Solar Panel kenya companies photo


Shifting to solar power systems by heavy-consuming industrialists seeking reliable and cheaper supply makes electricity distributor Kenya Power(KPLC) management scratch their heads as revenues shrink.

The service firm said some of its industrial customers who account for about 54.8% of its sales revenues are turning to own-generated solar power increasing the existing loss-making monopoly.

“The company operated in a challenging environment over the financial year under review, where demand growth at 3.7% remained below the projected level of 5%. The dampened demand growth is further compounded with the increased threats of grid defection by the industrial category as decentralised renewable energy options are becoming more available and cheaper," Kenya Power reported in its latest annual report.

The company made Sh63 billion from the industrial customers who bought 4,462 Gigawatt hours in the year to June 2019, representing 45% of its cumulative revenue.

Power generation passed a record one billion kilowatt-hours in October adding financial pressure on the distributor, which is already paying for large volumes of idle electricity.

Kenya Power beetles the latest growth in demand to remain at approximately 2.3 per cent in 2020, which is lower opposed to the historical 10-year norm of 5.9 per cent.

Numerous companies, universities and factories switched to solar photovoltaic (PV) grid-tied systems to supply power for internal use to ensure reliable supply and reduced operational costs.

Big power customers such as Africa Logistics Properties (ALP), Mombasa International Airport, the International Centre of Insect Physiology and Ecology (ICIPE) have newly commissioned solar power units on their properties.

In September 2018, ALP fitted a 506-kilowatt peak (kWp) hybrid solar PV to save Sh12 million per year.

In the similar month, ICIPE approved its $2.5 million (Sh273.5 million) two solar PV power plants located in Kasarani, Nairobi, and on the shores of Lake Victoria with combined generating capacity of 1,156 kWp.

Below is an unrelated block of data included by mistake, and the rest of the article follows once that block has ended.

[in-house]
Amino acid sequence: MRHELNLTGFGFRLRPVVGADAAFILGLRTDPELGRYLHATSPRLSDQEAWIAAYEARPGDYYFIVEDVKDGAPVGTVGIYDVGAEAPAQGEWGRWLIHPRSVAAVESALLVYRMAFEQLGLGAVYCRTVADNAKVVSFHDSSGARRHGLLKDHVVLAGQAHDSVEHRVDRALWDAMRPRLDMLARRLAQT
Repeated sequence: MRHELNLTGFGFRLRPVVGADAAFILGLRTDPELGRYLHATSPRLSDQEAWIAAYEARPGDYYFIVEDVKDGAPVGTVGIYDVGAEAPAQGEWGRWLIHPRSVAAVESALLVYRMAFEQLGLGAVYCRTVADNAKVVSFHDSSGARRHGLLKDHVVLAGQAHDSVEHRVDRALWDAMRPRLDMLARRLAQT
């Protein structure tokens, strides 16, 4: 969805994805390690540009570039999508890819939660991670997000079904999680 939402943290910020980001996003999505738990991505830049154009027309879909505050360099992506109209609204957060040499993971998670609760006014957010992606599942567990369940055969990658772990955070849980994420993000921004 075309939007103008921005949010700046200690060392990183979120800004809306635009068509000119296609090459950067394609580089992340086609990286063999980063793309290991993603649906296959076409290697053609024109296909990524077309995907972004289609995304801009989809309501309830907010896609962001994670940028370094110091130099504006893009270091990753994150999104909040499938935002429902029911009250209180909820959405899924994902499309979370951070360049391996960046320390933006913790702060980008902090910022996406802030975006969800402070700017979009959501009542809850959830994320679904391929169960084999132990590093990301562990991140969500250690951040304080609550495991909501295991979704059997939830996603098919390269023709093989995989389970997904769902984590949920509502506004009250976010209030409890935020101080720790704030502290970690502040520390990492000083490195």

Moi International Airport in Mombasa set to fit a 500 KW solar PV system to produce 820,000 kWh per year and offset 1,300 tonnes of carbon dioxide annually.

The Nairobi Garden City Mall installed a $1.9 million (Sh207.8 million) solar carport to generate 1,256 megawatt-hours annually from the 3,300 solar panels to cut power bills by Sh31.6 million yearly.

London Distillers Ltd invested 1 MWp roof solar system in Athi River, to save at least Sh18.4 million yearly over the system lifespan of 25 years.

Williamson Tea installed 1MW solar farm in Changoi area to cut cost by one third.

In December 2018, Kenyatta University turned to Sh1.7 billion solar plant to produce its electricity and offload excess power to the national grid.

In 2014, Strathmore University introduced 600 KW rooftop PV solar plant, part of it sold to the national grid.

The university estimated the cash savings from the project at between Sh18 million and Sh24 million annually.

Numerous companies like Kapa Oil Refineries set to install a 1.5 megawatts (MW) PV grid-tied system for internal use.

Official data issued last year revealed that 2.3 million households used solar for lighting, representing about 19.3% of the cumulative homes.

The 2019 census report indicated that solar lighting uptake in homes at 19.3%.

Rural areas recorded above 29.9 per cent, higher than the rural national grid connections that stood at 26 per cent.

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